Archive for July, 2009

Cayman prepares to move out of OECD “grey list”

Wednesday, July 29th, 2009

The Cayman Islands is going to sign its twelfth tax information exchange agreement with New Zealand. This TIEA will be signed on August 13, 2009, in Washington, DC, just some weeks after the Tax Agreements with Irelands and Netherlands. The news was announced by Leader of Government Business and Minister of Financial Services, Hon McKeeva Bush, who also told that the latest TIEA will be packaged with the other 11 and presented during OECD Global Tax Forum, which will take place on 1-2 September in Los Cabos, Mexico.

By signing the twelfth agreement, Cayman Islands fulfill the main requirement of the OECD on transparency and information exchange, and may be included in the “white” list of fully compliant financial centres. By words of Bush, the Cayman Islands will continue negotiations for signing TIEAs with Italy, Mexico, Germany, France, Australia, Portugal and Canada, which are already at advanced stage.

There are some concerns that the rapid move of some jurisdictions out of the “grey” list caused OECD to seek further qualifications from the other financial centres, even to change the stated number of 12 agreements. However, Mr Bush said that, based on the discussions with OECD officials, it is highly unlikely.

Chairman of the Cayman Islands Financial Services Association (CIFSA) Anthony Travers, for his part, welcomed signing of the new TIEA, but cautioned about new challenges to the financial services industry: the analysis of the functioning of TIEAs is discussed as a new criteria for the OECD. However, by this position Cayman qualifies better than many other jurisdictions, with its “fully functioning Tax Information Authority with a verifiable record of compliance under both the United States treaty and, of course, the European Union Savings Directive.”

CI hedge fund managers answer SEC proposals

Thursday, July 23rd, 2009

After the US Securities and Exchange Commission (SEC) failed to stop Madoff’s Ponzi scheme, SEC’s Inspector General proposed to increase the regulation of hedge funds and other investment advisors, and hedge fund experts in the Cayman Islands provided positive response on this proposal.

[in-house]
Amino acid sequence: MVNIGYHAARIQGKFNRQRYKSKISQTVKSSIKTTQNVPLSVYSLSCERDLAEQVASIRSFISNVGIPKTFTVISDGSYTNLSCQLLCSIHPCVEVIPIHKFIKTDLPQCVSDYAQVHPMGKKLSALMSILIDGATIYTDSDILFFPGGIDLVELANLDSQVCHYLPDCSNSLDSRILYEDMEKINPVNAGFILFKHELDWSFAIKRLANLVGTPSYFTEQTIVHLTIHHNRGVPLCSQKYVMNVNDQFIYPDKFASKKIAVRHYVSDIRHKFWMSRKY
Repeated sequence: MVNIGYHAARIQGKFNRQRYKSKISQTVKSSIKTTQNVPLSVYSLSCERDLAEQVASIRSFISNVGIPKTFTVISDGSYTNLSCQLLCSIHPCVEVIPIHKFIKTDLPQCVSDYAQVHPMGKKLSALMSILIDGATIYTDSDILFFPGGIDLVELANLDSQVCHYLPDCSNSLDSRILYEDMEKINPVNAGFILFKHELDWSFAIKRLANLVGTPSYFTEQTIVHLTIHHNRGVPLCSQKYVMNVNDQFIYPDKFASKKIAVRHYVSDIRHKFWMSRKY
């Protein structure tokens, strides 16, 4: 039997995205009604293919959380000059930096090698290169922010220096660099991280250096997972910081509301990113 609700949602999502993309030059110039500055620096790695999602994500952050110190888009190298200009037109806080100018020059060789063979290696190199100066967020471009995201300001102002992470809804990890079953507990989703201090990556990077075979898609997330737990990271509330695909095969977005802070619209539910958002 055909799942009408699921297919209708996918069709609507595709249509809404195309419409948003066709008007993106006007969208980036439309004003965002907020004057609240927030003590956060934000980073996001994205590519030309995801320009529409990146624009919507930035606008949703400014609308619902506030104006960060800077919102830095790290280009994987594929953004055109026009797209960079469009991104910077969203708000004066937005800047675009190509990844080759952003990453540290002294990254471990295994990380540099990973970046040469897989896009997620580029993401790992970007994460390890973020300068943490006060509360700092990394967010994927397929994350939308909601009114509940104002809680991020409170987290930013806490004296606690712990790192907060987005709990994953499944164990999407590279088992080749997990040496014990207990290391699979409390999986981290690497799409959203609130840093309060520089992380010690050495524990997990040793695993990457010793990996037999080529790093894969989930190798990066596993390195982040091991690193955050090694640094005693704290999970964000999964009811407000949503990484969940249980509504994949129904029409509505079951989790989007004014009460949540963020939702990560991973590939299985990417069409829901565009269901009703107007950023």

By words of the former Head of the Investment Services Division of the Cayman Islands Monetary Authority (CIMA) Don Seymour, these are “meaningful suggestions”, which, if implemented, would enhance investors protection and respect the privacy of private investment funds, “in the contrast to recent disclosure proposals put forward locally by individuals.”

SEC put forward the following recomendations:

– to mandate that hedge funds and investment advisers use an “independent custodian”, to maintain investments in separate accounts. This is already required for offshore mutual funds, and it reduces the ability of an investment adviser to use the proceeds invested by new investors to make payments to old ones.

– to require hedge funds and investment advisors to pledge that they conducted due diligence on their advice.

– to embolden the US auditing watchdog agency, Public Company Accounting Oversight Board, with new authority to audit reports prepared by domestic and foreign accounting firms. The Cayman Islands already requires all CI-registered private hedge funds to have an annual audit performed by an auditor approved by CIMA.

Ogier holds seminar on offshore investment funds

Friday, July 17th, 2009

Cayman-based offshore legal and fiduciary services firm Ogier Partners organized the 2nd Annual Ogier Global Investment Funds seminar series entitled “The Evolution of Offshore Investment Funds”, devoted to the analysis of the past, present and future of offshore investment funds.

The seminar of the Cayman firm was led by partners Peter Cockhill, James Bergstrom, Colin MacKay and Simon Schilde. During the seminar, the following issues were discussed: proposed structuring and language clarifications, current litigous climate and the issues surrounding claims against funds and their service providers, and various international regulatory initiatives, with an analytical focus on possible outcomes.